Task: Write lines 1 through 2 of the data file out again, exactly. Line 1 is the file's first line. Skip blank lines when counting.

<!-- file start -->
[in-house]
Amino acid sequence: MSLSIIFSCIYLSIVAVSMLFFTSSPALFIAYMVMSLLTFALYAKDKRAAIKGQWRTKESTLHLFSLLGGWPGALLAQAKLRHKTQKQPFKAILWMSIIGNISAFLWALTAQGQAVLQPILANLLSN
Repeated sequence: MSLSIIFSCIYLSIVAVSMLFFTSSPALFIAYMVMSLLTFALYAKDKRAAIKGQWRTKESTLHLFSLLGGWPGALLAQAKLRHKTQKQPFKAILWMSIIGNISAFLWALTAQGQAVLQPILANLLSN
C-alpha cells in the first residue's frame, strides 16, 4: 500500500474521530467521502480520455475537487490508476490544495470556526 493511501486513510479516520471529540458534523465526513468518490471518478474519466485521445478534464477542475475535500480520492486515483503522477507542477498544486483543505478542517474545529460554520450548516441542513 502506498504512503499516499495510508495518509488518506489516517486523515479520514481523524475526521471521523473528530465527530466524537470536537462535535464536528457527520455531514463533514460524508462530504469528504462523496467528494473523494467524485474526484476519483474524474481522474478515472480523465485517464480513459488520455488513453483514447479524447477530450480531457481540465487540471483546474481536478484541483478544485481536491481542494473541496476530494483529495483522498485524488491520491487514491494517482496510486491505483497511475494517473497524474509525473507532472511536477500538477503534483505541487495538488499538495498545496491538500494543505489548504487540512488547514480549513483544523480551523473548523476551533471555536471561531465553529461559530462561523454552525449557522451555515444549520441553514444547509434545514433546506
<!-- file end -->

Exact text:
[in-house]
Amino acid sequence: MSLSIIFSCIYLSIVAVSMLFFTSSPALFIAYMVMSLLTFALYAKDKRAAIKGQWRTKESTLHLFSLLGGWPGALLAQAKLRHKTQKQPFKAILWMSIIGNISAFLWALTAQGQAVLQPILANLLSN